Saturday 13 August 2016

The Hippo Hands Over . . . to Tracey Sinclair

The Bridesmaid Blues
Angel Falls

Today I'm delighted to be handing over to author Tracey Sinclair. Tracey is a freelance writer, author, and editor. Her books include the romantic comedy The Bridesmaid Blues, and the paranormal series Dark Dates, the latest of which is Angel Falls.

Photo courtesy of Tracey Sinclair

Ten Things I Learned
I’ve been writing – and earning my living as a wordsmith of one sort or another – for well over a decade. So here are some of the occasionally hard-earned lessons I’ve picked up on the way.

There’s never a right time to write…
I spent years putting off writing a novel until I ‘had the time’ – only to discover, surprise surprise, I never had the time. Most people write their first big project in the corners of their days, and even established writers have to juggle numerous responsibilities. Now I actually can dedicate big chunks of time to writing, I often find they are my least productive periods. 15 minutes a day adds up to a novel faster than a whole year of ‘sometime’.

But some things can’t be rushed
Some projects need a decent gestation period, and no matter how much you want to progress them, they come at their own pace. I carried my first novel, Doll, around for about four years before I felt ready to write it, with only the first and the last page perfectly formed: then I wrote the whole thing in a few short months.

People will be incredibly supportive…
When you commit to writing, or get published, you’ll be astonished by how supportive some people are, even people who you don’t know well. There’s a village out there to help you – find it, and cultivate it.

But maybe they won’t
Some people – even people who are close to you and care about you – just won’t get it. They won’t understand why it’s important. Or they’ll be too busy, or they’ll think it’s a pie in the sky fantasy, or they’ll be jealous or they’ll genuinely think you are a terrible writer and they shouldn’t be encouraging you. Don’t waste time trying to figure out which of these it is, just focus on your own work and spend time appreciating those who ARE being supportive.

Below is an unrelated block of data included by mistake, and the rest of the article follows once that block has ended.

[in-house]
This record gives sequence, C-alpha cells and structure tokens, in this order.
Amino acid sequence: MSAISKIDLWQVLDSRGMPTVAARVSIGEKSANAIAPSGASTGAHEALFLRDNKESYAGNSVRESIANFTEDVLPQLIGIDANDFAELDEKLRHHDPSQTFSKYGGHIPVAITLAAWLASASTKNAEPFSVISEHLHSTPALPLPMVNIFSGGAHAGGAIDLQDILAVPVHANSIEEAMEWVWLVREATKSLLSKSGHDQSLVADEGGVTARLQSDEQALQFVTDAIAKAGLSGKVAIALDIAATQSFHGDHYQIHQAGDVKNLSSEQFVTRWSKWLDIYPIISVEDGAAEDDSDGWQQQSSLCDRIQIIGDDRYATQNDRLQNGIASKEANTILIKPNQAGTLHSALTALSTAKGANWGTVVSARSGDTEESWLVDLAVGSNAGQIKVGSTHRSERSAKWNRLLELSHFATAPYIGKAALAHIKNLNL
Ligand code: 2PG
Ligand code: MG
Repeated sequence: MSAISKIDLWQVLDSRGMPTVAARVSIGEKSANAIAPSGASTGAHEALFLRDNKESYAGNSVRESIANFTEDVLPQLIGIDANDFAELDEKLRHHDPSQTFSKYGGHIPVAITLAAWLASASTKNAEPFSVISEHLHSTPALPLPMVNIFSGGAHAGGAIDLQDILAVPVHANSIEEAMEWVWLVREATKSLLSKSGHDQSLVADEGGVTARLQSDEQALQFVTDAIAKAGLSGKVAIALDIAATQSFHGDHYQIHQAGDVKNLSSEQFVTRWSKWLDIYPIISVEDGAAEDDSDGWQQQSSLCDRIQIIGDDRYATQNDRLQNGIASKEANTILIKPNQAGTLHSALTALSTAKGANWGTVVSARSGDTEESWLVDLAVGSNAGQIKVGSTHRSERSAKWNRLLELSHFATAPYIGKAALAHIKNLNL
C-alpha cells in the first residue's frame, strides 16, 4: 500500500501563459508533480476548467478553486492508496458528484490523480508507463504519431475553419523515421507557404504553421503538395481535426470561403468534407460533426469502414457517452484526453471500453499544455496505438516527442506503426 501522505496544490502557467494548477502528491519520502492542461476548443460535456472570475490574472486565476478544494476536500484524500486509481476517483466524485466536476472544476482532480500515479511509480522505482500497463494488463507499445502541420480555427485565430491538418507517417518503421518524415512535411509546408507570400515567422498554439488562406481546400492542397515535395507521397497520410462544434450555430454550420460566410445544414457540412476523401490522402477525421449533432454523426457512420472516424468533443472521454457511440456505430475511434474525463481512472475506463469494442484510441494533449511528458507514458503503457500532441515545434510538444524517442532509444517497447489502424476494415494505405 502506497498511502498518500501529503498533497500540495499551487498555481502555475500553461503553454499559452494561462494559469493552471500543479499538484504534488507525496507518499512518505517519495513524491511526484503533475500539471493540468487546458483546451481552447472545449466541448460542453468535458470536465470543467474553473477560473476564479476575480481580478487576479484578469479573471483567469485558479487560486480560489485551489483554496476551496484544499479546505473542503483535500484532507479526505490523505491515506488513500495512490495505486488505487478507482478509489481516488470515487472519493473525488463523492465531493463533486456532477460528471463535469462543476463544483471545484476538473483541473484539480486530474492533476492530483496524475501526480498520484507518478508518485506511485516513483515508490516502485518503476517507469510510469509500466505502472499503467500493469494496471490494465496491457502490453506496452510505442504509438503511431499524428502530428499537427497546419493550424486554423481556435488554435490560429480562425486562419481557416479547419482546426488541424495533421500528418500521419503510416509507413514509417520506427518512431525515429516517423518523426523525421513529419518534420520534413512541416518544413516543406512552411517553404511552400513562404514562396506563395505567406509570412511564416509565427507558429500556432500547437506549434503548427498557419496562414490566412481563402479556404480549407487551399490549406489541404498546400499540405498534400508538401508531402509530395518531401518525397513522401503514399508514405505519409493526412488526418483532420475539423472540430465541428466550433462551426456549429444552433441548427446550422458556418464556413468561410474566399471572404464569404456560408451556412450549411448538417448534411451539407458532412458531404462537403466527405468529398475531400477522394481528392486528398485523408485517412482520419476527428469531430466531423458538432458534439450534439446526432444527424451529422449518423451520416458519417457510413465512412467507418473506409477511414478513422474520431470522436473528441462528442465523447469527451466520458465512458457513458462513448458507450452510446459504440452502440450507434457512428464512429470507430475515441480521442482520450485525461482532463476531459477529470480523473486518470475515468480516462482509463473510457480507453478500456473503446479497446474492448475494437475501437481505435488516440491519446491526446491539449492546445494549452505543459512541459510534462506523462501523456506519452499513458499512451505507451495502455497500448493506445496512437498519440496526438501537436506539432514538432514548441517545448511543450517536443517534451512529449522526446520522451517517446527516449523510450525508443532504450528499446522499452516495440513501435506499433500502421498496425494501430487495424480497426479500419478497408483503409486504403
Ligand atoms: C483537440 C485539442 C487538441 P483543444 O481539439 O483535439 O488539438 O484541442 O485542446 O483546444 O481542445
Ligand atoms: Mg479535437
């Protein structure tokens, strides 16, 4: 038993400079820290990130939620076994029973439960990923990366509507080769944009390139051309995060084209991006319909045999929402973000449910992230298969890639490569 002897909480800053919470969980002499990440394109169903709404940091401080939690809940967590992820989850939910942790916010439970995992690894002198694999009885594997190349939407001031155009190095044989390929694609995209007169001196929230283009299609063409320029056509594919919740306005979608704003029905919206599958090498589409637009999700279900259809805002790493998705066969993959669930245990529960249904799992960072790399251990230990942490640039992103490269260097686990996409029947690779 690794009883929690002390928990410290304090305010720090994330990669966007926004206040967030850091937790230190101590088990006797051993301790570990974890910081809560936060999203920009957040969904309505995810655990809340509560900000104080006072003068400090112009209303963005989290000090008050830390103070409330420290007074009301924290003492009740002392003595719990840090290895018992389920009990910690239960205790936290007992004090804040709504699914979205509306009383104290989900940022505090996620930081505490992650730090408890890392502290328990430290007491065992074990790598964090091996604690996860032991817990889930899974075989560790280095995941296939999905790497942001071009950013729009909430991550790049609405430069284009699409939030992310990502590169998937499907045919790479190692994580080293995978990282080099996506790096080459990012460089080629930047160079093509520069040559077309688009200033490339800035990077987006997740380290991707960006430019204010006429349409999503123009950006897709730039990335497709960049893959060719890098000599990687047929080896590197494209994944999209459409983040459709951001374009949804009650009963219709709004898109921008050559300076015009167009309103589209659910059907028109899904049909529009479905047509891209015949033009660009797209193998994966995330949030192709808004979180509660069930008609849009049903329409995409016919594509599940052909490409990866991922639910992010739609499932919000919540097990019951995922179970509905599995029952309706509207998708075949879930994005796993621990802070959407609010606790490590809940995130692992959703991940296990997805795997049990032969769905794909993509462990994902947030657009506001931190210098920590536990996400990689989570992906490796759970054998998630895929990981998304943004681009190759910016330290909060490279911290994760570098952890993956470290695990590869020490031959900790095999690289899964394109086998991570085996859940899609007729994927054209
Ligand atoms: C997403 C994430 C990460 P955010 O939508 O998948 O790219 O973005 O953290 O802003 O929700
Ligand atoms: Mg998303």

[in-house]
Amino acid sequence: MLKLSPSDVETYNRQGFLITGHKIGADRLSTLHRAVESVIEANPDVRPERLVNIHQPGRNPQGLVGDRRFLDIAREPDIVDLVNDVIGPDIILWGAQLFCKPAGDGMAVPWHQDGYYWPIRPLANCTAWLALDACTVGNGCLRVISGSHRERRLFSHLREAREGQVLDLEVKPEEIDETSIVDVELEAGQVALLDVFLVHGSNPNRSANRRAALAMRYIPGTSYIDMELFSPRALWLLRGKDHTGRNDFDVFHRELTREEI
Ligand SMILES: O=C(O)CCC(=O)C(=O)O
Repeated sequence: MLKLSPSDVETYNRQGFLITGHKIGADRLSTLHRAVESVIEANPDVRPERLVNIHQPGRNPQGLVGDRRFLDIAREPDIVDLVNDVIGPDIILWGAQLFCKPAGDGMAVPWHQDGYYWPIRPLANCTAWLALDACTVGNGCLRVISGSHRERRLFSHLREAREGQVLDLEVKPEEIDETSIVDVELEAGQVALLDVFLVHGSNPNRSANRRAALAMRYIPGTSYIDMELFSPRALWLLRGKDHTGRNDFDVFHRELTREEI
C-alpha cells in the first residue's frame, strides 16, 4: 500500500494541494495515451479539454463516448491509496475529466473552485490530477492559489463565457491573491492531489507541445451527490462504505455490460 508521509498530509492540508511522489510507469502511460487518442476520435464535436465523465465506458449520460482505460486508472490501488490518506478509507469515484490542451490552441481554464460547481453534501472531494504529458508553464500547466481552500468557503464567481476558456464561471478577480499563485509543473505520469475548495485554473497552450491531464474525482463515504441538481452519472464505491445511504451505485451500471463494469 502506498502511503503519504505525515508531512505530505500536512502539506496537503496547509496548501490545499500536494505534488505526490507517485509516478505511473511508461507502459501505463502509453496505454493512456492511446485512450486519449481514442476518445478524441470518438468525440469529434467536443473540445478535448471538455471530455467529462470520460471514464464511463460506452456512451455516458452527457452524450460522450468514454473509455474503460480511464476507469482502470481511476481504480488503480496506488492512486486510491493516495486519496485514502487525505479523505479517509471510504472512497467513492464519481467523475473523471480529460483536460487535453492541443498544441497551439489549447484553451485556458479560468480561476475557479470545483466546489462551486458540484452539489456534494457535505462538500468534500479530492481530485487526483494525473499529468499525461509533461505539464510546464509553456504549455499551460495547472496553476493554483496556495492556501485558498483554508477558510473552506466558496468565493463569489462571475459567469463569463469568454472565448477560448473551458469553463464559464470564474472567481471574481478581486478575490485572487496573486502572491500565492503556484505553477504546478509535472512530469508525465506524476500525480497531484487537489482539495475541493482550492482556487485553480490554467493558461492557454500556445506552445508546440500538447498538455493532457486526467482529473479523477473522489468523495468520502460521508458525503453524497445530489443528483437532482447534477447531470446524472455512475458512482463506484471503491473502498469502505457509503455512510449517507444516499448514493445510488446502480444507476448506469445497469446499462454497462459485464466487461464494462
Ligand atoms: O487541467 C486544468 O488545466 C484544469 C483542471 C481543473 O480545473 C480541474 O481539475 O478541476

Build a team
Whether this is other writers in a writing group or class, a beta team to read your first drafts, a community of bloggers, or even just a few supportive friends who’ll take you for a beer to drown your sorrows or celebrate your successes, assemble people to help you on your writing journey.

Every first draft is terrible
Don’t let that stop you.

Done is better than perfect
No book is flawless – and trying to be the first person to reach perfection will be your undoing. Putting out an imperfect book is better than having a constantly tinkered with masterpiece that nobody ever gets to read.

But it should be as good as you can make it
Write. Rewrite. Get feedback. Rewrite again. Edit, edit and edit again.

Not everyone will like your book
And that will hurt your feelings – but you might also benefit from it. Learning to differentiate between constructive feedback that you can utilise to make yourself a better writer and criticism (even valid criticism) that you need to ignore is one of the hardest skills to learn but it will stand you in good stead. This is especially tough when someone offers a perfectly valid critique of your work and you have to go ‘you’re right, and that might make it better in a way, but doing that will turn this into something I don’t want it to be’.

It’ll all be worth it
Even if you don’t end up rich and famous. Even if you never publish – or even finish – a book. Exploring your own creativity is one of the most rewarding things you’ll ever do, and though it might occasionally drive you crazy, you won’t regret it.

There's some great advice and tips for all you aspiring authors there from Tracey. I hope that you found them as interesting to read as I did.

To take a look at all of Tracey Sinclair's books you can visit her author page on Amazon here. I think The Cassandra Bick Chronicles sound particularly intriguing as I love a good feisty female character and I've never wondered until now how vampires find love. Take a look at the blurb:

It isn't easy to surprise Cassandra Bick. When you run a human-vampire dating agency, your colleague is a witch who is engaged to a shifter and your business partner is one of London's most powerful (and sexiest) vampires, there's no such thing as a normal day at the office. But when a mysterious Dark Dates client brings a dire warning of a new threat to the city's supernatural community, Cass and her friends realise they are up against their deadliest foe yet – and that this time, the danger is far closer to home than they could ever have imagined. Sexy, snarky and with more bite than a crypt full of vampires, Angel Falls is the latest in the Dark Dates: Cassandra Bick series.

But if vampires aren't your thing then why not take a look at The Bridesmaid Blues which has been described as "A smarter, funnier Bridget Jones" which sounds and looks like a perfect read for the beach or a sunny day just relaxing in the garden.

You can also connect with or find out more about Tracey using the links below:


I'd like to say a big thank you to Tracey for stopping by today and sharing her knowledge and experience with us, it's been a pleasure.

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